Note: This collection will expand as images come online and as staff add to the Photographic History Collection.
See the Learning Lab Collection, Charles Rushton for his portraits of photographers in the American southwest in the 1980s. See Learning Lab collection Photographers at Work for ephemera and additional photographers; see also People with Cameras (not yet published).
For additional images, search collections.si.edu.
Some of these photograph may be copyrighted.
Keywords: photographer, camera, portrait, self-portriat, daguerreotype, two-color Kodachrome, gum bichromate, platinum print, photogravure, gelatin silver print, studio portriature, environmental portraiture, fine art photography, photojournalist
Portraits of photographers included in this Learning Lab collections are:
- Annie Appel
- Eugene Atget
- Richard Avedon
- Thomas Barrow
- J. Ross Baughman
- Bobbe Besold
- Anne Brigman
- Mathew Brady
- Cathy Maier Callahan
- Manuel Carillo
- Van Deren Coke
- Will Connell
- Imogen Cunningham
- James Cutting
- Jacques Louis Mande Daguerre
- F. Holland Day
- Robert Demarche
- Baron De Meyer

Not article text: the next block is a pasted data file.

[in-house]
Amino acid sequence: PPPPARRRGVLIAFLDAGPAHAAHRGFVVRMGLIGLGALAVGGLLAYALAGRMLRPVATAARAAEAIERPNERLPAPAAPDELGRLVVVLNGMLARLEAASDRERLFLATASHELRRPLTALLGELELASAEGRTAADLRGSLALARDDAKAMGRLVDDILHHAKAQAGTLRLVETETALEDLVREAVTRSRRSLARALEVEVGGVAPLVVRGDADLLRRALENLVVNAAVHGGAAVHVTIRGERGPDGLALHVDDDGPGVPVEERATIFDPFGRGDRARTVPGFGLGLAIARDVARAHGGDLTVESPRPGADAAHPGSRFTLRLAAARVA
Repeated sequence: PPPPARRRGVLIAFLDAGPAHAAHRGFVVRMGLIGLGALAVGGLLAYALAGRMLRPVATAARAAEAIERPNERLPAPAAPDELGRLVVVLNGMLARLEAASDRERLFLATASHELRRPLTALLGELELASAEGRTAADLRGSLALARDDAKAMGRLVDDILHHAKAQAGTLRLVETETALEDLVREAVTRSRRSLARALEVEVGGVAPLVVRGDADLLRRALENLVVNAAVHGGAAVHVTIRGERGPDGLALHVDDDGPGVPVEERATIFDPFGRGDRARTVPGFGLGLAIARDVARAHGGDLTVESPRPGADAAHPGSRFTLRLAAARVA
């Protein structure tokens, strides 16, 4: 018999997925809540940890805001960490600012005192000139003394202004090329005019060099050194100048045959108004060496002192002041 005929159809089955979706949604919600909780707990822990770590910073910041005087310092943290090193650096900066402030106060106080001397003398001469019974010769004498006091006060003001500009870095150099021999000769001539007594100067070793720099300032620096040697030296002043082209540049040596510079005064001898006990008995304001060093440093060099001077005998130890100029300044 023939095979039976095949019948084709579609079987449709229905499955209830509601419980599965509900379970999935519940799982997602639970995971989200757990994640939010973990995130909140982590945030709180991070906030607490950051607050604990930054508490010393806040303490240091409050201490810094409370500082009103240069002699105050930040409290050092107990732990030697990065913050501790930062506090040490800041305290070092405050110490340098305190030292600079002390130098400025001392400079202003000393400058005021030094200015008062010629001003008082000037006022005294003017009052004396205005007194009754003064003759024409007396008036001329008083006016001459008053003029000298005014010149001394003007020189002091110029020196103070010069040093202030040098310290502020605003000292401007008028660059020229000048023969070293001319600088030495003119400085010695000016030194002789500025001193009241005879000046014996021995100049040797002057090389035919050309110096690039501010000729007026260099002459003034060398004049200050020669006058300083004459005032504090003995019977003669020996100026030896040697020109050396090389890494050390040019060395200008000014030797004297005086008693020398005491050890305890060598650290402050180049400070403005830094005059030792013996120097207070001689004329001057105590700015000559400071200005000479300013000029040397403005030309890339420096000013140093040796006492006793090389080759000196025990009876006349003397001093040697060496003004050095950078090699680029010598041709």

- David Douglas Duncan
- George Eastman
- Elliot Erwit
- Henry Fitz, Jr
- Miguel Gander
- Betty Hahn
- George Harris
- Henry Horenstein
- Walter J. Hussey
- Gertrude Kasebier
- Victor Keppler
- Sally Mann
- Bruce McKaig
- Pirie MacDonald
- Mr. Mooney
- Samuel F.B. Morse
- Eadweard Muybridge
- Carl Mydans
- Patrick Nagatani
- Beaumont Newhall
- Arnold Newman
- Phillippe Halsman
- Ken Regan
- Henry Peach Robinson
- Meridel Rubenstein
- Kosti Ruohomaa
- Erich Salomon
- Thomas Smillie
- Edward Steichen
- Alfred Stieglitz
- Paul Strand
- William Henry Fox Talbot
- Steve Yates
- George Kendall Warren
- Edward Weston
- Clarence White
- Joel-Peter Witkin
- Roy Zalesky
Directions: Click on the first image, then move through the documents in order by clicking the right and left arrows at the bottom of the screen. Click the "i" symbol for background information about each source. Be sure to answer the questions by clicking the paperclip symbol as they come up.
This collection addresses relationships between Museums and Indigenous peoples, as well as museums' transition from colonial institutions to reconciliation stakeholders.
Former President Lincoln and an overview about his debate with former statesman Stephen Douglas as well as a modern example of how teens can be involved in the political process
This will be a quick look into how the men interacted outside of the debate, popular imagery surrounding the men, and a very brief look into their personalities.